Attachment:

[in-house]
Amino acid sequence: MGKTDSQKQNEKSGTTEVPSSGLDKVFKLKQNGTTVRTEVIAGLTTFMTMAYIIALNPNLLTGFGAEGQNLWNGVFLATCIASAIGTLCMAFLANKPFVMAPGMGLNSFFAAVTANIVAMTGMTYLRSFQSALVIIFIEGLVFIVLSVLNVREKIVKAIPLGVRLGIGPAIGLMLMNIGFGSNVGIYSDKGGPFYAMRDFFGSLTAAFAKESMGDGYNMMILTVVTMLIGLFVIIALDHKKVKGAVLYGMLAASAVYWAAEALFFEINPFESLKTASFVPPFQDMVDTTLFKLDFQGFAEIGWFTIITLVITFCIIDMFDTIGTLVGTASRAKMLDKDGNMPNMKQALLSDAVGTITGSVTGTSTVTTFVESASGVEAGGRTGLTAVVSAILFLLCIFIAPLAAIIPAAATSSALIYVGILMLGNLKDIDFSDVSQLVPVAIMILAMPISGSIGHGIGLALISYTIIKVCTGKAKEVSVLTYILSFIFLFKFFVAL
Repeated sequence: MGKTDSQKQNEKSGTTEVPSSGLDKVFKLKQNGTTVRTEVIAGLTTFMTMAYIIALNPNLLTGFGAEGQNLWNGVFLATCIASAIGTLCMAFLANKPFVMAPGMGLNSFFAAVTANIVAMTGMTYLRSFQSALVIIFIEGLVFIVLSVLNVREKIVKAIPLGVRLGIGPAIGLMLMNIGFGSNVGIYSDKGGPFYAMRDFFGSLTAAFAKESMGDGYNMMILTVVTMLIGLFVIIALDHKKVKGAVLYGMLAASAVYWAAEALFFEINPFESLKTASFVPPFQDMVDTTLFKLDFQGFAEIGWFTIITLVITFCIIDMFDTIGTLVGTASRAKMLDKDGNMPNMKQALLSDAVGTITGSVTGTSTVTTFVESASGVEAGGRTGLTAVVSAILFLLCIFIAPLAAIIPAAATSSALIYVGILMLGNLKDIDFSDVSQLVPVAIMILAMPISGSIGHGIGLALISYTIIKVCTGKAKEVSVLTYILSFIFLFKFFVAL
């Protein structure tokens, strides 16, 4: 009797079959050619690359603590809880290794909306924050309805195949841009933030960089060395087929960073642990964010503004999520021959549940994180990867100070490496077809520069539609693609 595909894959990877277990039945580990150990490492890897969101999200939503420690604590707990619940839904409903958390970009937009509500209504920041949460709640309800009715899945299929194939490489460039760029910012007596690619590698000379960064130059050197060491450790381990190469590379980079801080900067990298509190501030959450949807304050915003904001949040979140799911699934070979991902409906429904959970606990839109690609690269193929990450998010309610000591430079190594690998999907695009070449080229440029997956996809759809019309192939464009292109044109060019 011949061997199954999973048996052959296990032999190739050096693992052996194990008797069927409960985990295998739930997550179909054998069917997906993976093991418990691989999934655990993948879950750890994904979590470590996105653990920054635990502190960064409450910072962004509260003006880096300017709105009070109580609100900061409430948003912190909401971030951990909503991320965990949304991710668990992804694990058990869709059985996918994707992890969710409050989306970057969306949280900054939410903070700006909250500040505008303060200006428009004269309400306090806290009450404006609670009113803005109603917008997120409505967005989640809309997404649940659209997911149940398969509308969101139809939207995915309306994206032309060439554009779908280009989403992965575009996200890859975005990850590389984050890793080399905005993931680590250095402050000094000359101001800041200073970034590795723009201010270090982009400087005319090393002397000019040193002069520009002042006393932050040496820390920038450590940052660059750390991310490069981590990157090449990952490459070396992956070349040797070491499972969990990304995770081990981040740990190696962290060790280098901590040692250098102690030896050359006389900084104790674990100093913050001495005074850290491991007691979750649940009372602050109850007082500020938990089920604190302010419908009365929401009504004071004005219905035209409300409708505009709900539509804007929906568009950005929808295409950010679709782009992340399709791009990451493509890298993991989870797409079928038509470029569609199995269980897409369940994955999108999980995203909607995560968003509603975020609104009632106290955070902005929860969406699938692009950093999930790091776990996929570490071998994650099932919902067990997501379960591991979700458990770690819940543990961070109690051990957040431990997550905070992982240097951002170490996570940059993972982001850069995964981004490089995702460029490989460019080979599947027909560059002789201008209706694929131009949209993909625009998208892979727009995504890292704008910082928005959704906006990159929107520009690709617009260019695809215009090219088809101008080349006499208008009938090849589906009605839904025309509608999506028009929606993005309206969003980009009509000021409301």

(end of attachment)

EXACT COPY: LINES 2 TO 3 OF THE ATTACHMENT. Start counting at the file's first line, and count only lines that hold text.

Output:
Amino acid sequence: MGKTDSQKQNEKSGTTEVPSSGLDKVFKLKQNGTTVRTEVIAGLTTFMTMAYIIALNPNLLTGFGAEGQNLWNGVFLATCIASAIGTLCMAFLANKPFVMAPGMGLNSFFAAVTANIVAMTGMTYLRSFQSALVIIFIEGLVFIVLSVLNVREKIVKAIPLGVRLGIGPAIGLMLMNIGFGSNVGIYSDKGGPFYAMRDFFGSLTAAFAKESMGDGYNMMILTVVTMLIGLFVIIALDHKKVKGAVLYGMLAASAVYWAAEALFFEINPFESLKTASFVPPFQDMVDTTLFKLDFQGFAEIGWFTIITLVITFCIIDMFDTIGTLVGTASRAKMLDKDGNMPNMKQALLSDAVGTITGSVTGTSTVTTFVESASGVEAGGRTGLTAVVSAILFLLCIFIAPLAAIIPAAATSSALIYVGILMLGNLKDIDFSDVSQLVPVAIMILAMPISGSIGHGIGLALISYTIIKVCTGKAKEVSVLTYILSFIFLFKFFVAL
Repeated sequence: MGKTDSQKQNEKSGTTEVPSSGLDKVFKLKQNGTTVRTEVIAGLTTFMTMAYIIALNPNLLTGFGAEGQNLWNGVFLATCIASAIGTLCMAFLANKPFVMAPGMGLNSFFAAVTANIVAMTGMTYLRSFQSALVIIFIEGLVFIVLSVLNVREKIVKAIPLGVRLGIGPAIGLMLMNIGFGSNVGIYSDKGGPFYAMRDFFGSLTAAFAKESMGDGYNMMILTVVTMLIGLFVIIALDHKKVKGAVLYGMLAASAVYWAAEALFFEINPFESLKTASFVPPFQDMVDTTLFKLDFQGFAEIGWFTIITLVITFCIIDMFDTIGTLVGTASRAKMLDKDGNMPNMKQALLSDAVGTITGSVTGTSTVTTFVESASGVEAGGRTGLTAVVSAILFLLCIFIAPLAAIIPAAATSSALIYVGILMLGNLKDIDFSDVSQLVPVAIMILAMPISGSIGHGIGLALISYTIIKVCTGKAKEVSVLTYILSFIFLFKFFVAL